The Economist asks, “Could you live a life like this?” in provocative outdoor campaign to get people talking about the Right to Die

11 Sep

Channels: Health

A recent survey by The Economist and Ipsos MORI highlights public attitudes towards doctor-assisted dying


As Rob Marris’s Assisted Dying Bill receives its second reading in the UK’s House of Commons today, The Economist ran an outdoor advertising campaign to get Londoners thinking about how they would like their last days to be lived. 

The campaign, created by AMV BBDO, ran for three days this week. For the first two days pedestrians in London saw digital billboards displaying the ceiling of a hospital room on a continuous loop. The view is one that a patient could have if lying in a hospital bed with no hope of that view ever really changing.  Today, the poster asks, “Could you live a life like this?” leaving Londoners to consider if they would like to live, or have their family members, live their final days like this. 

“During the months that I worked on the doctor-assisted dying cover story, I talked to people with life-limiting conditions, and heard others’ stories of their loved ones’ deaths. Many described feelings of great fear and helplessness. It’s clear that there is widespread support for the individual’s right to take control over the manner and timing of their deaths” said Helen Joyce, international editor of The Economist.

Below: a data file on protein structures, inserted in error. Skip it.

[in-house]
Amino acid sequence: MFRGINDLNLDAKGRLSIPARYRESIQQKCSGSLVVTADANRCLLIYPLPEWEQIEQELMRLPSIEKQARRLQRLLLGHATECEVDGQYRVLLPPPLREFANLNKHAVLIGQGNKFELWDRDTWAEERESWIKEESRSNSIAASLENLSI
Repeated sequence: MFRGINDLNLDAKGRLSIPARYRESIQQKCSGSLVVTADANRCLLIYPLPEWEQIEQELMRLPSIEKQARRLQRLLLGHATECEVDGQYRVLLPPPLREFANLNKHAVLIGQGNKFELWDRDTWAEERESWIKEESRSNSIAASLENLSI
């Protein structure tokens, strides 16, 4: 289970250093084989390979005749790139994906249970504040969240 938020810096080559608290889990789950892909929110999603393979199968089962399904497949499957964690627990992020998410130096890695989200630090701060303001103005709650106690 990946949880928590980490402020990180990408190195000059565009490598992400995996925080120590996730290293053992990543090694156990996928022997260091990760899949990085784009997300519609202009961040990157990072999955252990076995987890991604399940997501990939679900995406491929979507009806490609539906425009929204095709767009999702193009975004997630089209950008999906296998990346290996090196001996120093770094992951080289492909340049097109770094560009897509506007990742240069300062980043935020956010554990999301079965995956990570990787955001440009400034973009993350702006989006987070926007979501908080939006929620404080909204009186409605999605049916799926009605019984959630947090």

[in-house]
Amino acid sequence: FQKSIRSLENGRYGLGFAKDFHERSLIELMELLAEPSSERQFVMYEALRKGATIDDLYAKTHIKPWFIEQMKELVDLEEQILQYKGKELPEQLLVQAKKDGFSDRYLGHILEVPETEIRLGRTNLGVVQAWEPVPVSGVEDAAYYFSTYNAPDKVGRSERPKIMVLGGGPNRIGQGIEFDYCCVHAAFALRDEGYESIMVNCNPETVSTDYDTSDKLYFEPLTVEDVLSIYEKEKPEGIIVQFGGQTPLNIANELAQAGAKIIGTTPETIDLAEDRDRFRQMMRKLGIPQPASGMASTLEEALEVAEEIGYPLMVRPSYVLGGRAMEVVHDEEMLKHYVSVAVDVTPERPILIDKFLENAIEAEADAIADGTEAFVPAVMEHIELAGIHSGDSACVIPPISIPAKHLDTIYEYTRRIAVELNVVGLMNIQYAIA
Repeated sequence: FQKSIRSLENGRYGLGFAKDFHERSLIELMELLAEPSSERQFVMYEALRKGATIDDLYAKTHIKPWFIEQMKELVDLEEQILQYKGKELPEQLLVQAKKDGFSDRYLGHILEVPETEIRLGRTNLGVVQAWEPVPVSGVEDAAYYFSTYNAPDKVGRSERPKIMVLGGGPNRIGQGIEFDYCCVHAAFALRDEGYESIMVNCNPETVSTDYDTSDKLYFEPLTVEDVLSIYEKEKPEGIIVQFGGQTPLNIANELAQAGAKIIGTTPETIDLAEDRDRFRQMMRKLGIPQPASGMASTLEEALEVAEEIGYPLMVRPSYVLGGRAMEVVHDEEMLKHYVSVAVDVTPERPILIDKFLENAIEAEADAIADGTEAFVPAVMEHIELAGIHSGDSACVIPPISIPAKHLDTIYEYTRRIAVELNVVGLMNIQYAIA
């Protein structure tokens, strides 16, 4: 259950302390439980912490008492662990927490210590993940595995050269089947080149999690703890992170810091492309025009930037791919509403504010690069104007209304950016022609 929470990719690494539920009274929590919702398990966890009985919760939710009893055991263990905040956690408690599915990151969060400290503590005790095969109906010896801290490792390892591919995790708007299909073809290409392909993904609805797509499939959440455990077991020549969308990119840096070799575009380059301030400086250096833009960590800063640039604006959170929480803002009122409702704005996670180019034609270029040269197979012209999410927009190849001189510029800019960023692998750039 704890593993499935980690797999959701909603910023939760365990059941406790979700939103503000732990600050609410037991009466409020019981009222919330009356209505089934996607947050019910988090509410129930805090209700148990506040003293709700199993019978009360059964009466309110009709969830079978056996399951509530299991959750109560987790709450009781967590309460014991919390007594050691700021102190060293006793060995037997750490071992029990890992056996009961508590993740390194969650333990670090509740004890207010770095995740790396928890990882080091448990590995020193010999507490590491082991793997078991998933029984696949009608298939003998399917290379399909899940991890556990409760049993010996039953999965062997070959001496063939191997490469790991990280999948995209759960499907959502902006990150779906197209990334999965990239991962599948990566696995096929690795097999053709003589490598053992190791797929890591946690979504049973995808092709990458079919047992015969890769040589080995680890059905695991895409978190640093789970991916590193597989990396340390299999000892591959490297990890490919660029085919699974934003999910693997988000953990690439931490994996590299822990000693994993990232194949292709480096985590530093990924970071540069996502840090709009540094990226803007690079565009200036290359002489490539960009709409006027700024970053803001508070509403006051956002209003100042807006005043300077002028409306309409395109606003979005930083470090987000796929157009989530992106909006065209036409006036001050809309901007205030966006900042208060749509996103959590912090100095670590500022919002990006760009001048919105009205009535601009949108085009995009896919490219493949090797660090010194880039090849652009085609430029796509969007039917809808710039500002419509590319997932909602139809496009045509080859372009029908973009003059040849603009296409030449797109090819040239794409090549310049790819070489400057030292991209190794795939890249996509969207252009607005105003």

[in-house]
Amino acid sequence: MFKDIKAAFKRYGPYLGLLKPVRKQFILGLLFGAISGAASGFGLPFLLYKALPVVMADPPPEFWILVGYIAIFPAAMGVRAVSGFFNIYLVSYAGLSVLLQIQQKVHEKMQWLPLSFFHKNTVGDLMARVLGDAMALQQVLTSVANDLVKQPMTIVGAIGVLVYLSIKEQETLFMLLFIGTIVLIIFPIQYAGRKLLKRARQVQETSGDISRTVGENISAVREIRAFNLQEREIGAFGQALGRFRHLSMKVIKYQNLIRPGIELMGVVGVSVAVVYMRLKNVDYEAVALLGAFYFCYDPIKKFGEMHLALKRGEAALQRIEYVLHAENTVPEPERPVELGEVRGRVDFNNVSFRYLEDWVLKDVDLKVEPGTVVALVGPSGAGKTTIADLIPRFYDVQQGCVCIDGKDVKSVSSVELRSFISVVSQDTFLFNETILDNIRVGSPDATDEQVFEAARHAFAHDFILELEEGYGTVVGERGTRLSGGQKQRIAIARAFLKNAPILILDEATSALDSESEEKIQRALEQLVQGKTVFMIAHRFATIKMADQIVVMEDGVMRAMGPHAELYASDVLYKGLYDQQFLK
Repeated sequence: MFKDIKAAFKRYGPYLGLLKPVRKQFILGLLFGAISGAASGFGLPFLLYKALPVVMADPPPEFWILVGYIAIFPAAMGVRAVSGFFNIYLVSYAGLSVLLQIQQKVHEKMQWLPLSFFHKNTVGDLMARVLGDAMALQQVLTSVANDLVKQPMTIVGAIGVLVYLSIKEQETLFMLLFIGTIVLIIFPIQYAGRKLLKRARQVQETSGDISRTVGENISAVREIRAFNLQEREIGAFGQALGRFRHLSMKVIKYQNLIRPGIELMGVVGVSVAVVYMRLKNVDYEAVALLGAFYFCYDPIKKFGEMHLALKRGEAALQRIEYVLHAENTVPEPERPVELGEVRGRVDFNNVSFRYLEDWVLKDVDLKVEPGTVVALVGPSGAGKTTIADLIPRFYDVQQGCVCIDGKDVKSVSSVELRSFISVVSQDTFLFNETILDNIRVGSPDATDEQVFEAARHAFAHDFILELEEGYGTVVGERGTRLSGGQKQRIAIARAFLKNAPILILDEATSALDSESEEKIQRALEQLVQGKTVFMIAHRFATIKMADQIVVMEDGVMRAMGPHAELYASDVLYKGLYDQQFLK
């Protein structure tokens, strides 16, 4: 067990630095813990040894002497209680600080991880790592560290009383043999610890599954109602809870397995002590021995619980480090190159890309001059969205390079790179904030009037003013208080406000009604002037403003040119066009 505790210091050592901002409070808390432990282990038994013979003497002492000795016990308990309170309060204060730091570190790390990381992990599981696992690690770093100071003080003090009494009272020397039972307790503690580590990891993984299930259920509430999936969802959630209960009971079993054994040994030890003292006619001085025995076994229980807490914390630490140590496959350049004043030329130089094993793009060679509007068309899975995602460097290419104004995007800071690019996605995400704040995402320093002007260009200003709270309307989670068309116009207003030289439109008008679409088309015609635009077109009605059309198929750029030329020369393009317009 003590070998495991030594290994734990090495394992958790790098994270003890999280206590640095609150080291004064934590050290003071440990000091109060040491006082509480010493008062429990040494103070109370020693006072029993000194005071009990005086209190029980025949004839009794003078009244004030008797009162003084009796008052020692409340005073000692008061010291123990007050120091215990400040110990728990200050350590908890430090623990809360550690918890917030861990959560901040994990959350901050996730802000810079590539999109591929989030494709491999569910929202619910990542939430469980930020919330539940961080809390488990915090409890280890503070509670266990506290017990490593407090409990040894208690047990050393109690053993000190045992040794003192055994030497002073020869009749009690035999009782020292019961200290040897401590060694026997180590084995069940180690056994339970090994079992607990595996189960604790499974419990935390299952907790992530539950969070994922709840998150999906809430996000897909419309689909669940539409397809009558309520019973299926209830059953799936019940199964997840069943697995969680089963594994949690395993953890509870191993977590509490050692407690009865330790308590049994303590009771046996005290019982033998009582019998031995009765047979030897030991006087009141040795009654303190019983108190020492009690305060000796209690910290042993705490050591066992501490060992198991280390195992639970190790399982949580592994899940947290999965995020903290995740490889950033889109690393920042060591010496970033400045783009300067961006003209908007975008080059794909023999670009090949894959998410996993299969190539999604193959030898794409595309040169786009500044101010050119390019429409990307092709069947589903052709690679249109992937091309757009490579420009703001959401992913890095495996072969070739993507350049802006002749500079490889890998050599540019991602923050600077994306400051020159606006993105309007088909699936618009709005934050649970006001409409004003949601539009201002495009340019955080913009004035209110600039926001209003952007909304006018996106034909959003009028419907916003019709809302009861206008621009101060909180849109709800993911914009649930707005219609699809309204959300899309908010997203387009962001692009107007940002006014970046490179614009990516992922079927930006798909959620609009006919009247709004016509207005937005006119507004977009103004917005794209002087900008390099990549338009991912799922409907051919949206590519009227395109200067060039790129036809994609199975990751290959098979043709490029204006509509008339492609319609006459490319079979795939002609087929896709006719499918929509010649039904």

Alex Grieve, AMV BBDO Executive Creative Director, said: ““This is a complex and emotional subject. We wanted an idea that would provoke a response and make people consider their own position on this issue. The work is powerful in its simplicity by portraying the sense of claustrophobia and helplessness those in their final days often feel.”

The Economist has championed liberal values, whether in the economic, political or social arena, since it was founded in 1843. It was in September 1994 that The Economist first set out its argument in support of the individual’s right to die with dignity in its cover story from September 17th,‘The Right to Die’. In June this year, The Economist reiterated its position on why it believes the state’s role in doctor-assisted dying should be to provide clear guidelines and protections for the vulnerable on its doctor-assisted dying hub.

Zanny Minton Beddoes, editor-in-chief of The Economist, says: “For The Economist, the case for allowing doctor-assisted dying relies on personal choice and individual autonomy. Our liberal values and respect for human dignity mean that for this paper, doctor-assisted dying is a cause worth championing.” 

A short film of this outdoor campaign and the public’s reaction to it can be viewed on The Economist’s Facebook and Instagram pages.

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